descriptions of sexual or excretory organs or activities; 
and (3) whether the material appears to pander or is used to 
titillate or shock.14  As discussed below, we find that 
Entercom did not broadcast indecent material in violation of 
the Commission's Rules.

     7.   We first decline to find that Entercom broadcast 
indecent material in violation of the Commission's rules 
when WGR allegedly broadcast the word ``prick.''  According 
to Mr. Palko's complaint, the hosts were responding to a 
listener's questions as to what could be said on the radio.  
Specifically, the hosts told the listener that ``you can say 
prick on the air, you can even call someone a sawed-off 
little prick on the air.''  In this context, the word 
``prick'' was not used ``to describe or depict'' a sexual 
activity or organ, but was instead used as a vulgar insult.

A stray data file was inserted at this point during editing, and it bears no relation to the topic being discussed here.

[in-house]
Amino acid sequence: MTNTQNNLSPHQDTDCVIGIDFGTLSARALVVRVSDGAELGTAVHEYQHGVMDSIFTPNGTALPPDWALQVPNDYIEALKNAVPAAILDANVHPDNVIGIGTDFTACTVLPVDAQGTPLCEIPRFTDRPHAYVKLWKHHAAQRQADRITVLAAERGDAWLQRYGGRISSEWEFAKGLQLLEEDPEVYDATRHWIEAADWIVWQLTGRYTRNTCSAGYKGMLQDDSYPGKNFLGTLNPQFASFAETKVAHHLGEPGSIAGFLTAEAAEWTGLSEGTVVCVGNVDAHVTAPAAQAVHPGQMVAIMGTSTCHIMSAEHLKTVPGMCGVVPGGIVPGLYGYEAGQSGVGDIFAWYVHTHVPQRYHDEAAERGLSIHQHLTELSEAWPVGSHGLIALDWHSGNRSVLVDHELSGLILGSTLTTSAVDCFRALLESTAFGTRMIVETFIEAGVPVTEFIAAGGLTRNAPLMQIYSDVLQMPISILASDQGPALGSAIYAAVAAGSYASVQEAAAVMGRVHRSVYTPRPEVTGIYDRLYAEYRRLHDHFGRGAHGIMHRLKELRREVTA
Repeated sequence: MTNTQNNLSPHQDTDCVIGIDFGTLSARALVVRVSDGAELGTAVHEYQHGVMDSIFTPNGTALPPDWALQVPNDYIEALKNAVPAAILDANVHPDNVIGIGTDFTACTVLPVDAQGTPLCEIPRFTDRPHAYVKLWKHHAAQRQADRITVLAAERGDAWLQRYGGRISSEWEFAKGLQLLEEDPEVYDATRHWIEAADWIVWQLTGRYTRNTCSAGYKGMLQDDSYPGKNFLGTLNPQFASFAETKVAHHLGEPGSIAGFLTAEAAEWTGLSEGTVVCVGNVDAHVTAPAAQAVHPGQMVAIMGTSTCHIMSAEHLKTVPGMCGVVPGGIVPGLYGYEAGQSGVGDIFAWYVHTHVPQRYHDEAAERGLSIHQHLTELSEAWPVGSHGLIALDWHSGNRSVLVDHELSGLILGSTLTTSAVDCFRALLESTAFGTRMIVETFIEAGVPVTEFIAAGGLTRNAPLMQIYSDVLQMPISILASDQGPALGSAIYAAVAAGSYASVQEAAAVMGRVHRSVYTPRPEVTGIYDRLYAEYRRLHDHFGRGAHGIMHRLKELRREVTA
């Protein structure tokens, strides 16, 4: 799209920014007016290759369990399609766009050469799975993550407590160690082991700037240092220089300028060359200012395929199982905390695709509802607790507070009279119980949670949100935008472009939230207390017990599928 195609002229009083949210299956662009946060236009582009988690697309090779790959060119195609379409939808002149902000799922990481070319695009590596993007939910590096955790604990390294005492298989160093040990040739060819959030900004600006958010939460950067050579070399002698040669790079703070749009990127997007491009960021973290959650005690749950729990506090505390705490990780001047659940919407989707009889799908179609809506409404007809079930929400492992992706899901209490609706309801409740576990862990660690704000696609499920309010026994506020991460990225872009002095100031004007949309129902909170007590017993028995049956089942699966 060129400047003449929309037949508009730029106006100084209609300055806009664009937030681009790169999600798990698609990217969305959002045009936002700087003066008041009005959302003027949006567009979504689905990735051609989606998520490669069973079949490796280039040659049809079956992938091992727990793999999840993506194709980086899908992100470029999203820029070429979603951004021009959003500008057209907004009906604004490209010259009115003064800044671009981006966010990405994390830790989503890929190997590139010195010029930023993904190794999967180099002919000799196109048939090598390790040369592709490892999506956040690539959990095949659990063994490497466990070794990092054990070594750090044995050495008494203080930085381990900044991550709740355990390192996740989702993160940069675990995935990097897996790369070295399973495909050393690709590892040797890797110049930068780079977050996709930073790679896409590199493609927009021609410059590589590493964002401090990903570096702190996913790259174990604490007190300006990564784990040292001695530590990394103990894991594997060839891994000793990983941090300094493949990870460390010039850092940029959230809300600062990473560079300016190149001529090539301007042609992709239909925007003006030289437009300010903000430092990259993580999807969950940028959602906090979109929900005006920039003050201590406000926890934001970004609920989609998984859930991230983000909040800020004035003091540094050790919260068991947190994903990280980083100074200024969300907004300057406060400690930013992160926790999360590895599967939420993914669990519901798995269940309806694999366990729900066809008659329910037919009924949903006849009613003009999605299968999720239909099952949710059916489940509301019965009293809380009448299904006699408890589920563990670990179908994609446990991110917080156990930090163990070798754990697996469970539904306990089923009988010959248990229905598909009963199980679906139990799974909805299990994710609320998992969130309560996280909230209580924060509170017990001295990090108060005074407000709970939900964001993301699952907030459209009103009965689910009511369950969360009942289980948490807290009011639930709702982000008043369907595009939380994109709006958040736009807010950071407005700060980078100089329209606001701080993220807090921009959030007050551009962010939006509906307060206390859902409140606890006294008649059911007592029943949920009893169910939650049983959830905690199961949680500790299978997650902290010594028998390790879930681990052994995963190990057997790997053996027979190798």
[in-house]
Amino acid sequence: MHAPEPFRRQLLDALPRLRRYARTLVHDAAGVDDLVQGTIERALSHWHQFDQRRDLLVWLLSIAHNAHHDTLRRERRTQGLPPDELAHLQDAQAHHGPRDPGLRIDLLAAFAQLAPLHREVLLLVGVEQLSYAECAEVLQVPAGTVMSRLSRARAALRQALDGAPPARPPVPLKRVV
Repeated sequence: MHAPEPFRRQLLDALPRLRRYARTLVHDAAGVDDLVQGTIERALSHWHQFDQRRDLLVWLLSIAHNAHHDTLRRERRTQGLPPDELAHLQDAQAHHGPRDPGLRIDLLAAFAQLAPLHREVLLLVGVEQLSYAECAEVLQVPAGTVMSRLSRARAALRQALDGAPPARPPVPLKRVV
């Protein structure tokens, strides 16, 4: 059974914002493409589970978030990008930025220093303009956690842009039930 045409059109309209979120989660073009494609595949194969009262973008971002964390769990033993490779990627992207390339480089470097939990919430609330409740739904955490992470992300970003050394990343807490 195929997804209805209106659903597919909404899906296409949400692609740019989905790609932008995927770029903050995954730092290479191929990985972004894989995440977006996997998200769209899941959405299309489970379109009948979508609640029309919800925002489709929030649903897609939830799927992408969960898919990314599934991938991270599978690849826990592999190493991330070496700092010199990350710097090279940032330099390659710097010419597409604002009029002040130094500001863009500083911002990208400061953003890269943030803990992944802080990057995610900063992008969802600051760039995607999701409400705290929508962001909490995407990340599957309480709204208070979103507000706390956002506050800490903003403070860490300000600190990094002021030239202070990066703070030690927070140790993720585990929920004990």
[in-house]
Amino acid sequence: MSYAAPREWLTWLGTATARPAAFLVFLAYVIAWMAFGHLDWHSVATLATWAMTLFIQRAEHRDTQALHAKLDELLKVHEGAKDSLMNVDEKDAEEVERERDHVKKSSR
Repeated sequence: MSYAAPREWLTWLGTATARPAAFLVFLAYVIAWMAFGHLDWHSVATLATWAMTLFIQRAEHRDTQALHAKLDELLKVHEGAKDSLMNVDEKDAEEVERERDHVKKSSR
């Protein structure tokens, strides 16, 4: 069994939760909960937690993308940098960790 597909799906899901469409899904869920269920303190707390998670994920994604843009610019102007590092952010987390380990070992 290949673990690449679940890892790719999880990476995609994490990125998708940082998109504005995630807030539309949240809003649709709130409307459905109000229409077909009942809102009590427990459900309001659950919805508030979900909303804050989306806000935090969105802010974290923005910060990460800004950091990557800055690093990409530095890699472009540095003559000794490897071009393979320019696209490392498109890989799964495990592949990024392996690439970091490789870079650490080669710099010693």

As the Commission previously stated, the use of a specific 
word, in and of itself, is not sufficient to demonstrate 
that a station has aired indecent material.15  We therefore 
decline to find that Entercom's broadcast of the word 
``prick'' in this circumstance violated the Commission's 
rules.

     8.   Mr. Palko also alleged that the WGR hosts 
regularly stated that they wanted to ``piss on'' numerous 
individuals and that they invited listeners to call in and 
declare whom they would most like to ``piss on.''  In the 
complaint, Mr. Palko claimed that the hosts ``regularly talk 
about who they would `piss on' and callers were invited to 
call in to talk about who in the NHL they would `piss on.'''  
He also asserted that the hosts regularly discuss ``pissing 
on'' the NHL Commissioner and that this continued as late as 
May 8, 2000.  In his December 11, 2001 letter, Mr. Palko 
reiterated this allegation and stated that the hosts ``were 
discussing specifically of urinating on individuals'' and 
pointed to the station's distribution of urinal splash 
guards as proof of this allegation.

     9.   Entercom disputes Mr. Palko's allegations.  In 
declarations attached to its response, both hosts explain 
that, in the spring of 2000, they were promoting a